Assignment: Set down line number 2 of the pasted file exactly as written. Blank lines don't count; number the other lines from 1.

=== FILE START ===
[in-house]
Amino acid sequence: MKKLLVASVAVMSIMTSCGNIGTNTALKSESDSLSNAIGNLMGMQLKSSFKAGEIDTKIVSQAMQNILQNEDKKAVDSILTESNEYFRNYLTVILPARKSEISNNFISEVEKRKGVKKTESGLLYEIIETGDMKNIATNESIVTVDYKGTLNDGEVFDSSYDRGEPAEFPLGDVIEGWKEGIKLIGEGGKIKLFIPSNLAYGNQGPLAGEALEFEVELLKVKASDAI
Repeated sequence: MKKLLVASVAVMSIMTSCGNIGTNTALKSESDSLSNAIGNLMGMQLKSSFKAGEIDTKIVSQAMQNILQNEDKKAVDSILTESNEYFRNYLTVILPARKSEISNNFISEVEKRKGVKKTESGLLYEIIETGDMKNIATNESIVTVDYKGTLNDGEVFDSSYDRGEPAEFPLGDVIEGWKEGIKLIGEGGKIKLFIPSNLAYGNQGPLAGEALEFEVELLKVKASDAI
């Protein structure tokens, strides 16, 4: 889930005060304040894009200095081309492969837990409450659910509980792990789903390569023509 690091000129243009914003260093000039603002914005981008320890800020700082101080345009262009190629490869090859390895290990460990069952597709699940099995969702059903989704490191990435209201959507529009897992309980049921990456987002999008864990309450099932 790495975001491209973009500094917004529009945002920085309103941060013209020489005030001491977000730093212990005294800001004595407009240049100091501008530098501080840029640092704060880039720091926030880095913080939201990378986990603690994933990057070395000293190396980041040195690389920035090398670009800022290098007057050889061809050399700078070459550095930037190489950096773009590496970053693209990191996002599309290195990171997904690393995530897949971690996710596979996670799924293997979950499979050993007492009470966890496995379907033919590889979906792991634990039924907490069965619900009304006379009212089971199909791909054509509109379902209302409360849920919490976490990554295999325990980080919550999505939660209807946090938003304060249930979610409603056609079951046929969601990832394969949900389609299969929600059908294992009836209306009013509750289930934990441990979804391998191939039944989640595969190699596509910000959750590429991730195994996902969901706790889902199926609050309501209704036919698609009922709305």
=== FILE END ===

Amino acid sequence: MKKLLVASVAVMSIMTSCGNIGTNTALKSESDSLSNAIGNLMGMQLKSSFKAGEIDTKIVSQAMQNILQNEDKKAVDSILTESNEYFRNYLTVILPARKSEISNNFISEVEKRKGVKKTESGLLYEIIETGDMKNIATNESIVTVDYKGTLNDGEVFDSSYDRGEPAEFPLGDVIEGWKEGIKLIGEGGKIKLFIPSNLAYGNQGPLAGEALEFEVELLKVKASDAI